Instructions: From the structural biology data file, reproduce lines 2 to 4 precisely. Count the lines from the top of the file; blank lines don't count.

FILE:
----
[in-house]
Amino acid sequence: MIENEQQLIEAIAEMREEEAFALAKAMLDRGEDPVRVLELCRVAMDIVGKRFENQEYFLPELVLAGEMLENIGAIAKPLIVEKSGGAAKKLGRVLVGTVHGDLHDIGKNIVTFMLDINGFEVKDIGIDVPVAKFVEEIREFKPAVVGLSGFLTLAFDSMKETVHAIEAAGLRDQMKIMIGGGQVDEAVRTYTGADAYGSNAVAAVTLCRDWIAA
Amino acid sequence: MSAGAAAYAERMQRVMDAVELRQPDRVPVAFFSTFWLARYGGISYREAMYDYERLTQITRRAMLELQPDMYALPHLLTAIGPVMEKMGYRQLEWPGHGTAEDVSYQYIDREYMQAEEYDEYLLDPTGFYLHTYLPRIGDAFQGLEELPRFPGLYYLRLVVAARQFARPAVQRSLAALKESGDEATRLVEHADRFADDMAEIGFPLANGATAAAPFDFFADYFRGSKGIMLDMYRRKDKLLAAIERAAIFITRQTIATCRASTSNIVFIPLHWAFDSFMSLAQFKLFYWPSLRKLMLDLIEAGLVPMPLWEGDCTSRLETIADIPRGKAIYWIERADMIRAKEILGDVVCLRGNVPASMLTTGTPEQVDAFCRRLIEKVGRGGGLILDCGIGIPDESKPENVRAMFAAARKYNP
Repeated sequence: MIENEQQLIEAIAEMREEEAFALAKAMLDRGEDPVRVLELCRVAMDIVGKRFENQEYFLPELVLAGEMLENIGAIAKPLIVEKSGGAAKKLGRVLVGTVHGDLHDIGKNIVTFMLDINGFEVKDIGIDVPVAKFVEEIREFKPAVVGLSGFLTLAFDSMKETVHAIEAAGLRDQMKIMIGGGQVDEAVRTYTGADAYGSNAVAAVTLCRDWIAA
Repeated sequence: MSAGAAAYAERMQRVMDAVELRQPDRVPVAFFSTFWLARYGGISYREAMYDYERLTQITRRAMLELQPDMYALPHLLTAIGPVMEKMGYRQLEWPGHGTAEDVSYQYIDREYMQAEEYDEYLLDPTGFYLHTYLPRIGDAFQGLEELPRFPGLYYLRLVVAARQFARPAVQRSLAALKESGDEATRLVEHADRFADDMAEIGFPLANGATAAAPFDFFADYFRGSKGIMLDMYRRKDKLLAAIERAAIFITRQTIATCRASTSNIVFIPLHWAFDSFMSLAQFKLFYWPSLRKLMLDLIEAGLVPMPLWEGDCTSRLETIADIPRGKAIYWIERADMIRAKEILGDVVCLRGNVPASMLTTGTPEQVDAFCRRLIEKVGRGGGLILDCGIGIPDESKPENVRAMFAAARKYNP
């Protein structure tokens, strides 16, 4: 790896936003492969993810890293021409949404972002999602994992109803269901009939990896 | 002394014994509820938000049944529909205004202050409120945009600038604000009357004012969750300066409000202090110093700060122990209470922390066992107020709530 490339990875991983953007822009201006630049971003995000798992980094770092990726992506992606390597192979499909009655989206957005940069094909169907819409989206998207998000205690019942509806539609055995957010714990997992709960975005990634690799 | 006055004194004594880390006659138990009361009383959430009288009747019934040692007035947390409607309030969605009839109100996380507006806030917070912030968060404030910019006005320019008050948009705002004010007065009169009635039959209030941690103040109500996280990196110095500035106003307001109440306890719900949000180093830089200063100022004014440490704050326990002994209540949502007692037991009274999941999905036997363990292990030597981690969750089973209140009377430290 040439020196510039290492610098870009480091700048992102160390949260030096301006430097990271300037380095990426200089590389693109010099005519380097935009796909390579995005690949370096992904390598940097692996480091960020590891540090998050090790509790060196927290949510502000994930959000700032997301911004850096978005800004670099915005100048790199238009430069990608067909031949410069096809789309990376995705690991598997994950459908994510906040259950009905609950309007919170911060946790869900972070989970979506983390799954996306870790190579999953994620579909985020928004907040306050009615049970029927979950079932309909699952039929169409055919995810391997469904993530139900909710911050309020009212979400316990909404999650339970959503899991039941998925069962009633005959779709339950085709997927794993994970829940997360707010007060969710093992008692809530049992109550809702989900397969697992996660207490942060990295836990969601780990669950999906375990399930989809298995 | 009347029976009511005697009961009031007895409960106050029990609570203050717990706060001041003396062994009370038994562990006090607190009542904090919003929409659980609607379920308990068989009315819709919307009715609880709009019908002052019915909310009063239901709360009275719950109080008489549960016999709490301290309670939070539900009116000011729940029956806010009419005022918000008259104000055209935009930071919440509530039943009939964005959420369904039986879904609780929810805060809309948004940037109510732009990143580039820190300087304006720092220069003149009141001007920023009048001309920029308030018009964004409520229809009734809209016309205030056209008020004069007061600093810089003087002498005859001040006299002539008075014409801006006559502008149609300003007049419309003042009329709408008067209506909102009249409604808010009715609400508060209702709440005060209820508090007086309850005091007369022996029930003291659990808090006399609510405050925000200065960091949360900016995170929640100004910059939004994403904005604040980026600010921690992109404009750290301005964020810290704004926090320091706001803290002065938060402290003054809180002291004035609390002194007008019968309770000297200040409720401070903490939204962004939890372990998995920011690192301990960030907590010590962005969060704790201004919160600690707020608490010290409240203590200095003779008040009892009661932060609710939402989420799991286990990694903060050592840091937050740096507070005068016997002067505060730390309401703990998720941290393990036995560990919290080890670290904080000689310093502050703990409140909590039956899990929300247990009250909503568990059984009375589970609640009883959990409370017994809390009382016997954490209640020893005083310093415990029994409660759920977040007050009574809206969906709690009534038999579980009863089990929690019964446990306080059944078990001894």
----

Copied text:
Amino acid sequence: MIENEQQLIEAIAEMREEEAFALAKAMLDRGEDPVRVLELCRVAMDIVGKRFENQEYFLPELVLAGEMLENIGAIAKPLIVEKSGGAAKKLGRVLVGTVHGDLHDIGKNIVTFMLDINGFEVKDIGIDVPVAKFVEEIREFKPAVVGLSGFLTLAFDSMKETVHAIEAAGLRDQMKIMIGGGQVDEAVRTYTGADAYGSNAVAAVTLCRDWIAA
Amino acid sequence: MSAGAAAYAERMQRVMDAVELRQPDRVPVAFFSTFWLARYGGISYREAMYDYERLTQITRRAMLELQPDMYALPHLLTAIGPVMEKMGYRQLEWPGHGTAEDVSYQYIDREYMQAEEYDEYLLDPTGFYLHTYLPRIGDAFQGLEELPRFPGLYYLRLVVAARQFARPAVQRSLAALKESGDEATRLVEHADRFADDMAEIGFPLANGATAAAPFDFFADYFRGSKGIMLDMYRRKDKLLAAIERAAIFITRQTIATCRASTSNIVFIPLHWAFDSFMSLAQFKLFYWPSLRKLMLDLIEAGLVPMPLWEGDCTSRLETIADIPRGKAIYWIERADMIRAKEILGDVVCLRGNVPASMLTTGTPEQVDAFCRRLIEKVGRGGGLILDCGIGIPDESKPENVRAMFAAARKYNP
Repeated sequence: MIENEQQLIEAIAEMREEEAFALAKAMLDRGEDPVRVLELCRVAMDIVGKRFENQEYFLPELVLAGEMLENIGAIAKPLIVEKSGGAAKKLGRVLVGTVHGDLHDIGKNIVTFMLDINGFEVKDIGIDVPVAKFVEEIREFKPAVVGLSGFLTLAFDSMKETVHAIEAAGLRDQMKIMIGGGQVDEAVRTYTGADAYGSNAVAAVTLCRDWIAA